Discover The Plastics, the Influential Japanese New Wave Band from the 1980s

Bri­an Eno famous­ly said of the Vel­vet Under­ground that, though their debut album did­n’t sell well, every­one who bought a copy start­ed a band. One could, per­haps, make a sim­i­lar remark about a new wave band called The Plas­tics, who formed a decade or so lat­er on the oth­er side of the Pacif­ic. They record­ed for only five years, from the mid-nine­teen-sev­en­ties to the ear­ly eight­ies, but wide swaths of all Japan­ese pop­u­lar music released since bear marks of their influ­ence. Accord­ing to Under­ground, co-founder Toshio Nakan­ishi, who sang and played gui­tar, is “now con­sid­ered one of the most well-known Japan­ese musi­cians of all time.”

“One day in 1976,” writes Neo­japon­is­me’s W. David Marx, the 20-year-old Nakan­ishi “gath­ered his friends at Harajuku’s most famous cafe, Leon, and decid­ed they need­ed to form a band. They did not own any instru­ments, but music seemed an obvi­ous means of expres­sion.” They began by cov­er­ing the likes of Leslie Gore’s “It’s My Par­ty” and Con­nie Fran­cis’ “Vaca­tion” at fash­ion par­ties, but were soon advised by the vis­it­ing David Bowie to write songs of their own; sub­se­quent well-timed encoun­ters with the work of bands like the Sex Pis­tols and Devo gave them an idea of how to do it.

“The Plas­tics’ reliance on the lat­est West­ern musi­cal trends was a com­mon prac­tice in the Tokyo music scene, but unlike their pre­de­ces­sors, the band was able to be in dia­logue with their favorite West­ern artists in real time.”

Marx quotes Nakan­ishi writ­ing in his auto­bi­og­ra­phy that “YMO’s record label plot­ted to make them inter­na­tion­al, but we forged all of those devel­op­ments our­selves and the label just fol­lowed up.” Those devel­op­ments includ­ed the mem­bers’ asso­ci­a­tions with West­ern musi­cal fig­ures as var­i­ous as Mark Moth­ers­baugh, Bri­an Fer­ry, Bob Mar­ley, and Iggy Pop. When the group’s gui­tarist Hajime Tachibana, who also worked as a graph­ic design­er, cre­at­ed Japan­ese tour pro­grams for Talk­ing Heads, David Byrne end­ed up with a Plas­tics demo tape in hand, which he passed along to the B‑52s, who passed it along to their man­ag­er, who signed them. The height of their expo­sure to West­ern audi­ences came in 1982, when SCTV aired the music video for their song “Top Secret Man” on its “Mid­night Video Spe­cial.”

Clad in checker­board-and-neon retro fash­ions, singing non­sen­si­cal­ly catchy lyrics, and bust­ing extrav­a­gant­ly herky-jerky dance moves against void-like back­drops, the mem­bers of The Plas­tics come off in the “Top Secret Man” as near-par­o­d­ic embod­i­ments of the new wave musi­cal aes­thet­ic. That they also hap­pened to be Japan­ese sure­ly added, for West­ern view­ers those four decades ago, a cer­tain lay­er of cross-cul­tur­al absur­di­ty. “Indeed, is the dis­par­i­ty between the East and West which sets the Plas­tics apart from their con­tem­po­raries,” says Unde­ground, “their lyrics cit­ing Bauhaus and Russ­ian avant-garde, tech­nol­o­gy and Amer­i­can con­sumerism through their remote, Japan­ese lens.” (Marx quotes Byrne’s obser­va­tion that “the very name Plas­tics was a tip off: an iron­ic take on the com­mon West­ern per­cep­tion of Japan­ese prod­ucts being ‘plas­tic,’ and there­fore infe­ri­or copies of bet­ter made West­ern items.”)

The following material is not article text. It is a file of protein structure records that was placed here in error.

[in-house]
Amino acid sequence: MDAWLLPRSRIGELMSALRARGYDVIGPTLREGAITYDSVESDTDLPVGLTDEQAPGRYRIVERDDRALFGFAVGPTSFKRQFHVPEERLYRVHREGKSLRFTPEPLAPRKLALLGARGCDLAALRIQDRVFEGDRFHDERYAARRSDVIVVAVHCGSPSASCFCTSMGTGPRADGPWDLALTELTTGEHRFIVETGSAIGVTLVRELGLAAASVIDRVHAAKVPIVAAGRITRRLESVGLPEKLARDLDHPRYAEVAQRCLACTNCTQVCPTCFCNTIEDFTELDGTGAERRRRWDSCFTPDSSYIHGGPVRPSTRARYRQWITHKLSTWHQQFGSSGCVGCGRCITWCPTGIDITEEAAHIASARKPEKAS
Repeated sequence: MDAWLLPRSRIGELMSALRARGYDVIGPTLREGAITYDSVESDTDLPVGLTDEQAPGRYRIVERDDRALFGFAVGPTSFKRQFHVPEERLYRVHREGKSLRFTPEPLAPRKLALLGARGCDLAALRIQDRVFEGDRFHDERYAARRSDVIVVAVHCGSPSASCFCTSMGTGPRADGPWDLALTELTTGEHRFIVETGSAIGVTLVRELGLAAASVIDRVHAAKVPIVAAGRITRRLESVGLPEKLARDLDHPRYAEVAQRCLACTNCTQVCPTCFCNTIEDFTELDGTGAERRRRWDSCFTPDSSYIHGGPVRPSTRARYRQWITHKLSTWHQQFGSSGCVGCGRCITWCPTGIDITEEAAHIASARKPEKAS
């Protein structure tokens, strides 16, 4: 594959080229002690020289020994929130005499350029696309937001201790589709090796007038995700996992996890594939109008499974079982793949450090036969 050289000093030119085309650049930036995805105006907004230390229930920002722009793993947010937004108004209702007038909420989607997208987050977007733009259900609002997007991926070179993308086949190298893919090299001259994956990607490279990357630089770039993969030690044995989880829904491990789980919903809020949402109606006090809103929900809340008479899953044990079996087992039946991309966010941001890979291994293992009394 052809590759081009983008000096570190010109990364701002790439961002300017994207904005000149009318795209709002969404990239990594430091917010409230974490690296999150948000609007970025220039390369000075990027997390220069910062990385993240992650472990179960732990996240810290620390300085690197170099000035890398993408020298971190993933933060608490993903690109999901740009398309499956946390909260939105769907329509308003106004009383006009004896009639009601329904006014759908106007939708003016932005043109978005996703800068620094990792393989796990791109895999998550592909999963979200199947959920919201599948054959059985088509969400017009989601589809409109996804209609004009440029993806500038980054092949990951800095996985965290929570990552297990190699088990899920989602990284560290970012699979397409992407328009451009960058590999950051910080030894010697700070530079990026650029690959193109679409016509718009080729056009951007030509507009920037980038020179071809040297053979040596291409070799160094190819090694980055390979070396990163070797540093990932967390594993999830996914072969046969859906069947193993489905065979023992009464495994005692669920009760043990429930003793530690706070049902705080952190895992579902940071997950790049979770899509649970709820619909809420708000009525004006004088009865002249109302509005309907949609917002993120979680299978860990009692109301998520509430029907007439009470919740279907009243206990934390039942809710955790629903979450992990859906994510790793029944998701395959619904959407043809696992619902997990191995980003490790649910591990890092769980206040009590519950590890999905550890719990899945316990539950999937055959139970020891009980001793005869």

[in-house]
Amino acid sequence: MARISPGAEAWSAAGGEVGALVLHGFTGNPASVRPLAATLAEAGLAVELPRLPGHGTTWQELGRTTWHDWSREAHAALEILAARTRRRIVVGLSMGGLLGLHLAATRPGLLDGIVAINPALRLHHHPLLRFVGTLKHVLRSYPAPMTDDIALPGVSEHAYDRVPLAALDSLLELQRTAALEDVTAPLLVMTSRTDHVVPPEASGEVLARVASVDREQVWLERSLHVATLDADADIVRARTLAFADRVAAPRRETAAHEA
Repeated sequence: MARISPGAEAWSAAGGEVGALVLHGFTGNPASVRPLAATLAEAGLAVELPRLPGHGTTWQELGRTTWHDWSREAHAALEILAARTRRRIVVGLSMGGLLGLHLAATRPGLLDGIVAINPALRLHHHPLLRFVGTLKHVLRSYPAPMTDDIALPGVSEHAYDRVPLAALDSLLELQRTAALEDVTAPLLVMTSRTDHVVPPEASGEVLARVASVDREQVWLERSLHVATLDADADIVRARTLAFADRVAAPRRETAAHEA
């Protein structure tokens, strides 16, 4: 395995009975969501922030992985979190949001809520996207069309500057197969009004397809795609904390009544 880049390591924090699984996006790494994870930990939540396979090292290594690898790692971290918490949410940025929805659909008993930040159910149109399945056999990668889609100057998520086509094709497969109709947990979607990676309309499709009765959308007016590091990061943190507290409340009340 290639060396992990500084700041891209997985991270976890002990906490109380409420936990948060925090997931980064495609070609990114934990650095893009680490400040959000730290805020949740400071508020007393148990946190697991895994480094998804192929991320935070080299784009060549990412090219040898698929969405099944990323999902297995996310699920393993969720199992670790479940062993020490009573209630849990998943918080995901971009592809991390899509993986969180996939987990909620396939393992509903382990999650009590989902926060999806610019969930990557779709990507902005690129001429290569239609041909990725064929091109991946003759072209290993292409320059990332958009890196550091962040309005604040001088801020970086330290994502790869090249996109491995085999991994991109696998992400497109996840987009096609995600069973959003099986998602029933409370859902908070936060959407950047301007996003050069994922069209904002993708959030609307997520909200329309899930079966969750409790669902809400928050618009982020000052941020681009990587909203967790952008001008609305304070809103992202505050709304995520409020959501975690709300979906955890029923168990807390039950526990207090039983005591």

Hav­ing spent the decade since the war both absorb­ing West­ern pop­u­lar cul­ture and achiev­ing an almost futur­is­ti­cal­ly advanced lev­el of devel­op­ment, the Japan of the ear­ly eight­ies had actu­al­ly become an ide­al place to devel­op new wave’s sig­na­ture incon­gruity of D.I.Y and high tech. Plas­tics Masahide Saku­ma even worked on the devel­op­ment of Roland’s TR-808, and before that drum machine went on to shape the sound of entire gen­res of music around the world, his band owned the very first mod­el. Alas, Saku­ma and Nakan­ishi both died in the twen­ty-tens, and with them the pos­si­bil­i­ty of a true Plas­tics reunion. But it would be a sur­prise if their three albums — Wel­come Plas­ticsOri­ga­to Plas­ti­co, and the West-ori­ent­ed set of remakes Wel­come Back — don’t still have more than a few new bands, East­ern or West­ern, to inspire.

Relat­ed con­tent:

Meet Les Ral­lizes Dénudés, the Mys­te­ri­ous Japan­ese Psych-Rock Band Whose Influ­ence Is Every­where

How Youtube’s Algo­rithm Turned an Obscure 1980s Japan­ese Song Into an Enor­mous­ly Pop­u­lar Hit: Dis­cov­er Mariya Takeuchi’s “Plas­tic Love”

Ryuichi Sakamo­to, RIP: Watch Him Cre­ate Ground­break­ing Elec­tron­ic Music in 1984

The Roland TR-808, the Drum Machine That Changed Music For­ev­er, Is Back! And It’s Now Afford­able & Com­pact

How Talk­ing Heads and Bri­an Eno Wrote “Once in a Life­time”: Cut­ting Edge, Strange & Utter­ly Bril­liant

The Clash Live in Tokyo, 1982: Watch the Com­plete Con­cert

Based in Seoul, Col­in Marshall writes and broad­casts on cities, lan­guage, and cul­ture. His projects include the Sub­stack newslet­ter Books on Cities, the book The State­less City: a Walk through 21st-Cen­tu­ry Los Ange­les and the video series The City in Cin­e­ma. Fol­low him on Twit­ter at @colinmarshall or on Face­book.

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  • Mongo615 says:

    Awe­some band. I’ve been thru 3 copies of Wel­come Back. Peo­ple still don’t believe me about how they were the first band to use an 808. As a black kid in Detroit, I thought they were exot­ic, excit­ing and fun. Brings back great mem­o­ries

  • Mongo615 says:

    Espe­cial­ly Deli­cious and Dia­mond Head. Sound­ed like noth­ing else. Also love YMO

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